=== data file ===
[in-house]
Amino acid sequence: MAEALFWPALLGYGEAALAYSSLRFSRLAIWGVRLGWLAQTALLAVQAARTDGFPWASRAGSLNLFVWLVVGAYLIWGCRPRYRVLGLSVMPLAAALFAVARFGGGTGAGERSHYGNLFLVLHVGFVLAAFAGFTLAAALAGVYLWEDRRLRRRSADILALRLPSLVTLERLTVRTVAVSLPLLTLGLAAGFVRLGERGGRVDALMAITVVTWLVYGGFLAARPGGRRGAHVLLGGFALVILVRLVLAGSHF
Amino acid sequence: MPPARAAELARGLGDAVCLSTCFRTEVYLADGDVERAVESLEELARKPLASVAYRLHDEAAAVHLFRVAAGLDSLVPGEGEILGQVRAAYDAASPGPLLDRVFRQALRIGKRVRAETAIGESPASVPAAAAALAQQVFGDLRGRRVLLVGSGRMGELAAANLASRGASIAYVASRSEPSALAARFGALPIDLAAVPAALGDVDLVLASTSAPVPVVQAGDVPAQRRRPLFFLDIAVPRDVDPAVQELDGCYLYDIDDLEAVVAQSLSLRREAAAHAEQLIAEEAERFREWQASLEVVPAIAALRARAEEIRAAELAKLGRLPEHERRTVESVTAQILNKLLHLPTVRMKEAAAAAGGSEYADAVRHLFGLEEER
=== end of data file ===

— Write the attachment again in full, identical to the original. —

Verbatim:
[in-house]
Amino acid sequence: MAEALFWPALLGYGEAALAYSSLRFSRLAIWGVRLGWLAQTALLAVQAARTDGFPWASRAGSLNLFVWLVVGAYLIWGCRPRYRVLGLSVMPLAAALFAVARFGGGTGAGERSHYGNLFLVLHVGFVLAAFAGFTLAAALAGVYLWEDRRLRRRSADILALRLPSLVTLERLTVRTVAVSLPLLTLGLAAGFVRLGERGGRVDALMAITVVTWLVYGGFLAARPGGRRGAHVLLGGFALVILVRLVLAGSHF
Amino acid sequence: MPPARAAELARGLGDAVCLSTCFRTEVYLADGDVERAVESLEELARKPLASVAYRLHDEAAAVHLFRVAAGLDSLVPGEGEILGQVRAAYDAASPGPLLDRVFRQALRIGKRVRAETAIGESPASVPAAAAALAQQVFGDLRGRRVLLVGSGRMGELAAANLASRGASIAYVASRSEPSALAARFGALPIDLAAVPAALGDVDLVLASTSAPVPVVQAGDVPAQRRRPLFFLDIAVPRDVDPAVQELDGCYLYDIDDLEAVVAQSLSLRREAAAHAEQLIAEEAERFREWQASLEVVPAIAALRARAEEIRAAELAKLGRLPEHERRTVESVTAQILNKLLHLPTVRMKEAAAAAGGSEYADAVRHLFGLEEER